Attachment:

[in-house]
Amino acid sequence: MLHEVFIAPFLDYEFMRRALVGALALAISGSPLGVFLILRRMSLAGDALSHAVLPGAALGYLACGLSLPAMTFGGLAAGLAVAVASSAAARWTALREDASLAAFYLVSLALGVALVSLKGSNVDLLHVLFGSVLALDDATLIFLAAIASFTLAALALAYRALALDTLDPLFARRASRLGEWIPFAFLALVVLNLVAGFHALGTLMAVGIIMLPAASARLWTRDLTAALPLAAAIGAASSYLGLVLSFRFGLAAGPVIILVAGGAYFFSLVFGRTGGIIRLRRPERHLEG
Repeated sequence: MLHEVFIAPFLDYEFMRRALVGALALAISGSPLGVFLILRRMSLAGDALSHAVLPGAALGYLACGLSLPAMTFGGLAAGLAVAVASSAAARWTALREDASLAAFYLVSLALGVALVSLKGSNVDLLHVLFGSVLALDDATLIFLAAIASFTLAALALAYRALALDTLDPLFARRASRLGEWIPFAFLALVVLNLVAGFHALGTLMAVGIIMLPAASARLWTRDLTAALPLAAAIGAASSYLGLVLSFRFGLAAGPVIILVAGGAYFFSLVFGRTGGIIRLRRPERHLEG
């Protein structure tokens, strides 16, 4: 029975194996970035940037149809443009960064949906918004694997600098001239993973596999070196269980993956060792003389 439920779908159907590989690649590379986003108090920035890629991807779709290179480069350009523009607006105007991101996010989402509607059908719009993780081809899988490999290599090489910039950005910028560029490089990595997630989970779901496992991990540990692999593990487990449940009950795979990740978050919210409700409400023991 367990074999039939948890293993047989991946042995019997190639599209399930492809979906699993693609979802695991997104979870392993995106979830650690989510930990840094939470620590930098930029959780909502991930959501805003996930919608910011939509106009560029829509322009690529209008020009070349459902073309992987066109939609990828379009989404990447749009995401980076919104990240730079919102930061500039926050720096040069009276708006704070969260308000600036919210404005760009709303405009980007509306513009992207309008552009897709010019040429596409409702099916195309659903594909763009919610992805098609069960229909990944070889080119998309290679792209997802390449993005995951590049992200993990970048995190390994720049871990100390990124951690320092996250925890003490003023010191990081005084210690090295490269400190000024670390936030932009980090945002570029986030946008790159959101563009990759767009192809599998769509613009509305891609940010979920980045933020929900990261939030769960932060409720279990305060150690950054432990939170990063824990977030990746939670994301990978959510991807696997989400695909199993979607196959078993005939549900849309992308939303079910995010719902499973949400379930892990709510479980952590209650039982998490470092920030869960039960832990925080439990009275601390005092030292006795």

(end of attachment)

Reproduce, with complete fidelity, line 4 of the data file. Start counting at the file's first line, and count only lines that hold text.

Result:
């Protein structure tokens, strides 16, 4: 029975194996970035940037149809443009960064949906918004694997600098001239993973596999070196269980993956060792003389 439920779908159907590989690649590379986003108090920035890629991807779709290179480069350009523009607006105007991101996010989402509607059908719009993780081809899988490999290599090489910039950005910028560029490089990595997630989970779901496992991990540990692999593990487990449940009950795979990740978050919210409700409400023991 367990074999039939948890293993047989991946042995019997190639599209399930492809979906699993693609979802695991997104979870392993995106979830650690989510930990840094939470620590930098930029959780909502991930959501805003996930919608910011939509106009560029829509322009690529209008020009070349459902073309992987066109939609990828379009989404990447749009995401980076919104990240730079919102930061500039926050720096040069009276708006704070969260308000600036919210404005760009709303405009980007509306513009992207309008552009897709010019040429596409409702099916195309659903594909763009919610992805098609069960229909990944070889080119998309290679792209997802390449993005995951590049992200993990970048995190390994720049871990100390990124951690320092996250925890003490003023010191990081005084210690090295490269400190000024670390936030932009980090945002570029986030946008790159959101563009990759767009192809599998769509613009509305891609940010979920980045933020929900990261939030769960932060409720279990305060150690950054432990939170990063824990977030990746939670994301990978959510991807696997989400695909199993979607196959078993005939549900849309992308939303079910995010719902499973949400379930892990709510479980952590209650039982998490470092920030869960039960832990925080439990009275601390005092030292006795």